The Vought F-8 Crusader appeared in 1953 as a US Navy fighter. A special Crusader design feature was the variable incidence wing for low speeds.
The wing could be tilted a couple of degrees as required. The first F8U-1 (later redesignated F-8A) planes were rather clean with a pointy nose and had a retractable rocket container launch system next to the four 20mm Colt canons and 2 Sidewinders. They had first a Vought ejection seat, but these were soon replaced with the Martin baker F5 seat. The F8U-1E (redesignated F-8B in 1962) was an improved F-8A with a better radar.
A special unarmed variant of the F-8 Crusader was used for reconnaissance. It had a new forward fuselage with flat sides with panels for the camera's and also a hump at the area forward of the wing for better aerodynamics through area ruling. The F8U-P1 (later RF-8A) was the first reconn version appearing in service around 1959. Some sources indidate that also the horizontal stabilizer was a bit smaller for lower drag. Also, the nose bullit is a bit smaller and comparable to the F-8C with a camera installed as well. The RF-8G appeared in 1965 and was a modernized RF-8A .
With the availability around 1957 of the stronger P&W engine J57-P-16, more power was available for a next Crusader version. The extra power required additional rear fuselage strakes for stability, extra cooling scoop at the exhaust pipe and also system updates were made. The wing span was also slightly reduced. This F8U-2 (later redesignated F-8C) entered service around 1960. It could also carry 4 Sidewinder missiles on Y-shaped pylons on each fuselage side.
The F8U-2N (redsignated F-8D) as a "night fighter" variant obtained a more powerfull radar in a large nose cone and a infrared scanner on the windshield. It had the J57-P-20 engine.
Later on, the F8U-2NE (later re-designated F-8E) variant was developed and appeared in 1962, with again system updates and with the larger radar nose of the F-8D. It had the J57-P-20A engine and could carry more stores under the wing as well with two underwing pylons. The wing hump was also now seen with system equipment below it for firing Bullpup missiles. The F-8E saw extensive combat over Vietnam.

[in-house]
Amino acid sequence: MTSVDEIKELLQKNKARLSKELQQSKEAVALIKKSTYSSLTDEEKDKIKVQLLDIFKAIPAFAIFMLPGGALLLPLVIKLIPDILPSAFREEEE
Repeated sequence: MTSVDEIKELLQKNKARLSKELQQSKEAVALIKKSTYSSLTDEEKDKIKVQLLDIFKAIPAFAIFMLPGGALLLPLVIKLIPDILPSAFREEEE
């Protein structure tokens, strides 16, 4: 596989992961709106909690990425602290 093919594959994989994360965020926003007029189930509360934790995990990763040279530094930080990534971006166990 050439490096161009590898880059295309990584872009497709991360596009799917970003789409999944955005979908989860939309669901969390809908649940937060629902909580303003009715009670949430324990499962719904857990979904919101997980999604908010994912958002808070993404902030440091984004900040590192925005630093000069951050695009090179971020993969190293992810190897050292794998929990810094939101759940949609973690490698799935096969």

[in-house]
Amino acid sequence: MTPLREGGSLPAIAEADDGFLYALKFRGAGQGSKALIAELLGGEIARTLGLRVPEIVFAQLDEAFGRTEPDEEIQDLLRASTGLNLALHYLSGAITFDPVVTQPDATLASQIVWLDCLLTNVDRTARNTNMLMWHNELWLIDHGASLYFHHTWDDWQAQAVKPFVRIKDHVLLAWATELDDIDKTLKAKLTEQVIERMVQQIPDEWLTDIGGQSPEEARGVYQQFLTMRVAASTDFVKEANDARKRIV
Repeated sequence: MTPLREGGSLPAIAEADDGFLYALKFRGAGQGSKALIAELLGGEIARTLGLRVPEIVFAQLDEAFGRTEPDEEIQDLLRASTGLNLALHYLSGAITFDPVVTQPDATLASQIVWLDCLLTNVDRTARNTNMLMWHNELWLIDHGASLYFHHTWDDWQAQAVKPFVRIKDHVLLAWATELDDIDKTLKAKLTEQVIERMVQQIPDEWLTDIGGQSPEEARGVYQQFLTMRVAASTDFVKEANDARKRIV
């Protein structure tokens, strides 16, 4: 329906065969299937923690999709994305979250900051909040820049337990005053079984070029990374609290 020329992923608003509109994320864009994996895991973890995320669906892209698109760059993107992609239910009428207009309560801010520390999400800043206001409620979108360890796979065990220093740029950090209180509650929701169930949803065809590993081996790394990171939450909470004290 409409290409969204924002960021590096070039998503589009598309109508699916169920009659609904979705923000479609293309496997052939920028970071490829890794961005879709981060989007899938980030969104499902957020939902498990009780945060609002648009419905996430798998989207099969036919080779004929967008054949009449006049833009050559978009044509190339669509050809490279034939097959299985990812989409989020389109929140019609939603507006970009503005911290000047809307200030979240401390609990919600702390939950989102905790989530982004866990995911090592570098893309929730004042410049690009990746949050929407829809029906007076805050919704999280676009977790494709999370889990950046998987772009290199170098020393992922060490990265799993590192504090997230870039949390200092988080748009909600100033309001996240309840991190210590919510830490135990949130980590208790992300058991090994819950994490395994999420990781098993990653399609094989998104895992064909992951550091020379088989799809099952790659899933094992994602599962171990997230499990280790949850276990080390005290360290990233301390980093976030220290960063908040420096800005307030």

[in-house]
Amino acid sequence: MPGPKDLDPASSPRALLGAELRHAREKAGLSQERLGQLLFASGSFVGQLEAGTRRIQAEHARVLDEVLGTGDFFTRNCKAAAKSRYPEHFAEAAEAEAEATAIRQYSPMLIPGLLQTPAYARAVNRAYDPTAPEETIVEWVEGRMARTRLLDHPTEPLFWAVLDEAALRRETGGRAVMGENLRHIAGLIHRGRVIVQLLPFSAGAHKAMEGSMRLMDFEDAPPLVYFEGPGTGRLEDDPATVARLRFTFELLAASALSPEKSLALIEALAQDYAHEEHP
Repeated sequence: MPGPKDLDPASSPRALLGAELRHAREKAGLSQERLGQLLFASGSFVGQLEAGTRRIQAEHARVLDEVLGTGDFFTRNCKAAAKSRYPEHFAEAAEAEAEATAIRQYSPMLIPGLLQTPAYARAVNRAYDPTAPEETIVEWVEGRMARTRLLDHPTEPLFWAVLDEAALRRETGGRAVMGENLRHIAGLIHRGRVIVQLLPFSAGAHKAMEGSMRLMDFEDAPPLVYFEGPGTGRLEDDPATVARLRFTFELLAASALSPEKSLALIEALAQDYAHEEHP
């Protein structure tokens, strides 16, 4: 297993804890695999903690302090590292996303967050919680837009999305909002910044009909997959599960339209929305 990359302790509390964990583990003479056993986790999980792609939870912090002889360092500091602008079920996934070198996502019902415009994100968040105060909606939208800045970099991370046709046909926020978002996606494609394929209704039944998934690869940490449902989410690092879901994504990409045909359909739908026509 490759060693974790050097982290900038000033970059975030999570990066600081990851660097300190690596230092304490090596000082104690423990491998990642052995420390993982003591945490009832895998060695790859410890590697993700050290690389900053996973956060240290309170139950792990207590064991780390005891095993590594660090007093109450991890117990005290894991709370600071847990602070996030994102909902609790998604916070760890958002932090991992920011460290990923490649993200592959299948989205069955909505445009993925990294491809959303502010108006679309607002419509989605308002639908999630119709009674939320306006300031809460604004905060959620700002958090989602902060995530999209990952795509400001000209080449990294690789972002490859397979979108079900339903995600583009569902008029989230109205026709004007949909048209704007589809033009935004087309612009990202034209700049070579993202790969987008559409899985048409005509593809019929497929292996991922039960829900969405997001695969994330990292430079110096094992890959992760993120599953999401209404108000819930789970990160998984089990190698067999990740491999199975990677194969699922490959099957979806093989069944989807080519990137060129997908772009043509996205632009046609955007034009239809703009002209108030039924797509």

The French Navy also needed carrier fighters so the F-8E was checked out in 1962. As the French carrier decks of Foch and Clemenceau was small, the Crusader got blown flaps, larger slats and larger stabilizer. They could also carry French missiles like the Matra and Magic. This F-8E(FN) version was delivered 1964 with 42 planes. In 1991 some modernization was done on 17 remaining planes and this version was known as the F-8P. The French Crusaders were replaced in 2000 by the Rafale M.
The US NAVY also wanted to benefit from the good characteristics of the French F-8E(FN) variant, so 136 American F-8E planes were modified to get also blown flaps, the larger stabilizer and the larger slats. This F-8E version was renamed as the F-8J and started entering service in 1968-1969.
In 1977, the Philippines also acquired 35 ex US NAVY F-8H Crusaders. The F-8H had a strengthened airframe and was based on F-8D. The Philippine AF got 25 planes including spares entering service around 1979.
They operated until about 1990.
Twee uitvoeringen mogelijk;
VF-24 "CHECKERTAILS" Commander Aircraft, U.S.Navy, February 1974.
VF-211 USS Hancock, 1973.
aantal onderdelen; 125.
- Lengte 348 mm
- Spanwiijdte 226 mm